PROVIDENCE, RI — At its heart, Charles Dickens’ “A Christmas Carol” isn’t really about Christmas at all. It’s a story about redemption and how a person can overcome their past sins to find true happiness again.
It’s this theme which draws patrons back to Trinity Repertory Company every year to see this show.
Stephen Thorne, a longtime company member, adapted and directed the latest production, which opened Nov. 9 and runs Dec. 31 in the cavernous Chace Theater.
Mauro Hantman (“The Inheritance”) makes for a compelling Ebenezer Scrooge, the stingy businessman who ignores pleas for charitable donations for the poor, berates his long-suffering employee Bob Cratchit (Kevin Patrick Martin), and lives a lonely existence.
Scrooge is perpetually angry and actively resists the spirit of the holiday season. One night, he has some surprise guests who take him on a journey through his past, the present, and the future.
The story is told in a series of set pieces. Jacob Marley, Scrooge’s long dead business partner, emerges from the stage floor, accompanied by a contingent of spirits.
Rodney Witherspoon II is a truly terrifying Marley as he speaks in a disembodied voice and warns Scrooge to change his ways or else he will suffer eternal damnation.
Jeff Church (“By the Queen”) gives a superb comic performance as The Ghost of Christmas Past. Wearing a sparkling white suit which looks like something you’d find hanging in Elton John’s closet, Church appears in Scrooge’s fireplace and makes drily sarcastic observations.
Taavon Gamble (“Sweeney Todd”) is wonderfully flamboyant as The Ghost of Christmas Present. Gamble brings a sheer force of personality to the character and expresses raw fury as he scolds Scrooge for his lack of compassion.
Other standouts in the ensemble include Trinity vets Phyllis Kay, Jackie Davis, and Richard Donnelly in multiple roles; Jenna Lea Scott as a feisty Mrs. Cratchit, and Alison Russo as Fred, Scrooge’s devoted nephew.
Thorne’s staging is imaginative and he has collaborated with a skilled group of technicians to bring “A Christmas Carol” to life. Michael McGarty’s Gothic set design includes a catwalk which serves as a crucial element to the storytelling. The action is staged “in the round,” which lets the audience become part of the show.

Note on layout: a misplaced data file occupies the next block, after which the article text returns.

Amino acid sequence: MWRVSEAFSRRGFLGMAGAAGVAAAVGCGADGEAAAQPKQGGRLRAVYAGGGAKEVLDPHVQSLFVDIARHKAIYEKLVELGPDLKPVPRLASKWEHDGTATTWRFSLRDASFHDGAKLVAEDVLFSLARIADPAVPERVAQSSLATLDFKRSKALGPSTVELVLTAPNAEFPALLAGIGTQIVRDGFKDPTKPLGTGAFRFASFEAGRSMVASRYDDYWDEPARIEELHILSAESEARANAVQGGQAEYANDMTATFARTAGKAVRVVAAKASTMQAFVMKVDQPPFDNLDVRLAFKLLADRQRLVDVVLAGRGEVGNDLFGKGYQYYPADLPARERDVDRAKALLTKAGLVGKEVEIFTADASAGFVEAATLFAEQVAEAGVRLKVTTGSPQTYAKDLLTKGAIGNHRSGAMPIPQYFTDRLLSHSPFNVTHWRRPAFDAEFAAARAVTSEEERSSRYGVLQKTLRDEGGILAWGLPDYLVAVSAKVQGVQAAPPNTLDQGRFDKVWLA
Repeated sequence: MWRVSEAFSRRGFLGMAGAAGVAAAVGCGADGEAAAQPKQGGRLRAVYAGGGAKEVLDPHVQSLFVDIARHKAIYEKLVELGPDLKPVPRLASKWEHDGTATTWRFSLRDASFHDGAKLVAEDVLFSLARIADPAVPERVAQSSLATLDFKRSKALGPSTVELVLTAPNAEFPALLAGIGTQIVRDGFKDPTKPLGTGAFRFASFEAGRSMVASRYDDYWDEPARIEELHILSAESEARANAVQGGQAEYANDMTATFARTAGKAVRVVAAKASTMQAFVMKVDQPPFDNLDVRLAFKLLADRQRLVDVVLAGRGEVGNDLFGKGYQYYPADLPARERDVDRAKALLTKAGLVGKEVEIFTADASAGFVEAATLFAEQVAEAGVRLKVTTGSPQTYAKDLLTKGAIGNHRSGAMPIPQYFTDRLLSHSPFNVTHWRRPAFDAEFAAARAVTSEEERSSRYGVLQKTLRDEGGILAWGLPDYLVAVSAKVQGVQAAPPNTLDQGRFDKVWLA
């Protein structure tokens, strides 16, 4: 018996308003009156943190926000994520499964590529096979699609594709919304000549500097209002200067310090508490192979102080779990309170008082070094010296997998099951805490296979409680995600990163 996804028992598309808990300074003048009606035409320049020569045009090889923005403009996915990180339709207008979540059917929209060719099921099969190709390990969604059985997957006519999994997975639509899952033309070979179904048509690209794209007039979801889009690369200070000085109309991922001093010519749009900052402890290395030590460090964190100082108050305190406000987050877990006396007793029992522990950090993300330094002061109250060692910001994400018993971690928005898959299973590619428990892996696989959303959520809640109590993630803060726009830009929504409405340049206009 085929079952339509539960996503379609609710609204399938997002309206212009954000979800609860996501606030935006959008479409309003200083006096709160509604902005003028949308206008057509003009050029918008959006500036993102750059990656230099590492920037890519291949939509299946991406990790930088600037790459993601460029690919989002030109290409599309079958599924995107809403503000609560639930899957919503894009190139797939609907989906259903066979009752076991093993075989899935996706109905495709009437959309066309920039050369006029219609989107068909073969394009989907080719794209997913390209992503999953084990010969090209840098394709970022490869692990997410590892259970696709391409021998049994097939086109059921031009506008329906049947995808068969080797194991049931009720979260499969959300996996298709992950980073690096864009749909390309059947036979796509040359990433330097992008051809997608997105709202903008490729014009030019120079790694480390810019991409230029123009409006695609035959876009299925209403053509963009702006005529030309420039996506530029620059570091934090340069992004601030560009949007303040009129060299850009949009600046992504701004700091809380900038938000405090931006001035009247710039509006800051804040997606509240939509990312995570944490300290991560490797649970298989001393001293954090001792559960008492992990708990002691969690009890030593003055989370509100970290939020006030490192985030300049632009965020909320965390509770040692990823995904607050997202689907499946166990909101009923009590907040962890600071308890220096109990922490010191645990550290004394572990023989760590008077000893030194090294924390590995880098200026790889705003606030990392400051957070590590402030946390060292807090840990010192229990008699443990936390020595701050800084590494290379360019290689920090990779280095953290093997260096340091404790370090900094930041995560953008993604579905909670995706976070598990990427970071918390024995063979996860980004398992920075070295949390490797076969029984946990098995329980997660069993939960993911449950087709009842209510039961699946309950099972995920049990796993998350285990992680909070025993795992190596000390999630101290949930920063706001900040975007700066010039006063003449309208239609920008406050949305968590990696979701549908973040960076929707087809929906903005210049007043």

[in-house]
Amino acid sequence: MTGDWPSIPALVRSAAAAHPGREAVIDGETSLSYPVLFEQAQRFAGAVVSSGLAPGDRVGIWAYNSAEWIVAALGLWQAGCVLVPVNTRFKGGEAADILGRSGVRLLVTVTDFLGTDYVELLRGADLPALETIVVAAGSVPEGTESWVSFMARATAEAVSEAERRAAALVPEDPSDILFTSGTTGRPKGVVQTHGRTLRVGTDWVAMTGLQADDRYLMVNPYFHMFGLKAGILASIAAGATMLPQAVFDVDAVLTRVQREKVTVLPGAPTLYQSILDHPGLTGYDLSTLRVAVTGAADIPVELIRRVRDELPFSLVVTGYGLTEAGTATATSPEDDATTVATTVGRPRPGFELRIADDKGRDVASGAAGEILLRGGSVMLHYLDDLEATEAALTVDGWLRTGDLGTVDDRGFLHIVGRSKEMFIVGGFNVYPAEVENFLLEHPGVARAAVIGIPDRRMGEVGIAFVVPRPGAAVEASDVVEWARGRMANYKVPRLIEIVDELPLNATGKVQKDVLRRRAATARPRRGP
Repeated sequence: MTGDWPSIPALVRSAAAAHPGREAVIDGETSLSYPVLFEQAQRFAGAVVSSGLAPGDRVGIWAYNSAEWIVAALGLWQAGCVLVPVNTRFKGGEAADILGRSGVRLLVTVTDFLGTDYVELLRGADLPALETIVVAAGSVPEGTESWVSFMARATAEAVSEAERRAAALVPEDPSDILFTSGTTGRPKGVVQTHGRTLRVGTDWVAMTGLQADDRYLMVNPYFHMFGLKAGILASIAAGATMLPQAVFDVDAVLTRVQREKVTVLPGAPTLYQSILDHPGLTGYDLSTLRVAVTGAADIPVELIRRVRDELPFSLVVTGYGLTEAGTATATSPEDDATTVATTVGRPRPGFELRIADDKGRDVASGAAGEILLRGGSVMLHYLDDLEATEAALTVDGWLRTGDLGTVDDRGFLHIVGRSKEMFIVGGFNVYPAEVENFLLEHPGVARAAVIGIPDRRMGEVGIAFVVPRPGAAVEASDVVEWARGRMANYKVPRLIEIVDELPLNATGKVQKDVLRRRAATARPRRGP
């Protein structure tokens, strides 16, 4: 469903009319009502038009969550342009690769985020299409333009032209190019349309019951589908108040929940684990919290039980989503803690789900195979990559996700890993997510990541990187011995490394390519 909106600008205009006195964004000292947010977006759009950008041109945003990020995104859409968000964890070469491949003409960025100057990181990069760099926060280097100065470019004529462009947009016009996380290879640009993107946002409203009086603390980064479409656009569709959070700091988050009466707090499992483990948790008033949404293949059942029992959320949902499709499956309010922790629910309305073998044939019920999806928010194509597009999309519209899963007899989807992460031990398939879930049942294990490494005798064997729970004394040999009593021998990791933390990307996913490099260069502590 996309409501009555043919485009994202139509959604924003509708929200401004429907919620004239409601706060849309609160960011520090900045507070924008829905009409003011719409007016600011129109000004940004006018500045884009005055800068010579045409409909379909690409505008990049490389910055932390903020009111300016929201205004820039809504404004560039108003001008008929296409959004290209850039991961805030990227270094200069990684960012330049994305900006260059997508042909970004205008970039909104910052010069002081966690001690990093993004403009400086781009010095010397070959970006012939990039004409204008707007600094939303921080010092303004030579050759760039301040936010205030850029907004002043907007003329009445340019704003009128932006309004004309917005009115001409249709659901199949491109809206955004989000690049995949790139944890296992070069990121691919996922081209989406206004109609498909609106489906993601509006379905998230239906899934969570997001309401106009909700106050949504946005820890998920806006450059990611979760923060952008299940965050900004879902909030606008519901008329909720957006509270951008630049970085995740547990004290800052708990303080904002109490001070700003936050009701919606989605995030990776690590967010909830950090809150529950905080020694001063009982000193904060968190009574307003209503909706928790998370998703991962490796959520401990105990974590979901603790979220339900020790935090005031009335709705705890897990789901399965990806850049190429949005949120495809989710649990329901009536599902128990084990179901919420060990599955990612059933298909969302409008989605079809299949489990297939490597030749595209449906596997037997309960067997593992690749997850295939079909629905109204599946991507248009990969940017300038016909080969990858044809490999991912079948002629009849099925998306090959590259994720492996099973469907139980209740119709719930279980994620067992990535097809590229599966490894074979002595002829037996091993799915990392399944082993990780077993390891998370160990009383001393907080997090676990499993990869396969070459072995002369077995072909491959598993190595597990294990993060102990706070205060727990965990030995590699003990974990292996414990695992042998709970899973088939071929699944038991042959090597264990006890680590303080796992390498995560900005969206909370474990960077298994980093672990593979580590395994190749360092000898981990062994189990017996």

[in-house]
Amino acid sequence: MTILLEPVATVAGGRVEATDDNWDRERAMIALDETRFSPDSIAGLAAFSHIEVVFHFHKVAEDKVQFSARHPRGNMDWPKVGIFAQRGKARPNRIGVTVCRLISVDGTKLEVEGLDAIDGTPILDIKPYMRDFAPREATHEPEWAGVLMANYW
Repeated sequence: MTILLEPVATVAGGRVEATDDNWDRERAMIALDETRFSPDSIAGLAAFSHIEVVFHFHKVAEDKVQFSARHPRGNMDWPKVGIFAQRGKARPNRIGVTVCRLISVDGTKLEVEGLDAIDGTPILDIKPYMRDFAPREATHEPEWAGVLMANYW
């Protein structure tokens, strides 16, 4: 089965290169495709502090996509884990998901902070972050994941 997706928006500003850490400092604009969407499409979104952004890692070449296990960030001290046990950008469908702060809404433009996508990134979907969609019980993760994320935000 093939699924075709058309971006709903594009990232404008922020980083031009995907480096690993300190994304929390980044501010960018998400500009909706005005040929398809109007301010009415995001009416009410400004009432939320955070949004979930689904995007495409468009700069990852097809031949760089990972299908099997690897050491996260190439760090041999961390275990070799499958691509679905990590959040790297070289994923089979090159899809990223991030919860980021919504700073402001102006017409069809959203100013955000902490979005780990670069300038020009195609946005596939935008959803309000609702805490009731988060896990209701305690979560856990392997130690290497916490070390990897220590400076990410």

Toni Spadafora-Sadler’s costumes and James Horban’s lighting create an alternately ominous and cheerful mood, depending on where Scrooge is in the story.
The orchestra, led by Michael Rice, provided accompaniment for the show’s vibrant musical interludes. The music was composed by Richard Cumming.
Ultimately, the success of the production rests on Hantman’s shoulders. He has to be able to sell Scrooge’s transformation from a selfish old miser to a budding humanitarian. If the performance doesn’t work, then the story doesn’t work.
Hantman is able to convey the character’s inherent cruelty and even brings some psychological depth to Scrooge. He’s a man who has been haunted by his past misdeeds and lashes out at anyone who crosses his path, even small children like Cratchit’s young son, Tiny Tim (played by a fine young actor named Luca Anderson).
“A Christmas Carol” is spectacular entertainment. Trinity Rep. obviously pulled out all the stops here. It’s not only a terrific holiday story, but a compelling theatrical experience as well. It’s humorous, sometimes sad, and always compelling. This is the best way to celebrate Christmas.
A Christmas Carol runs through Dec. 31 at Trinity Repertory Company. 201 Washington St., Providence.
For tickets, call (401) 351-4242 or visit trinityrep.com/carol.
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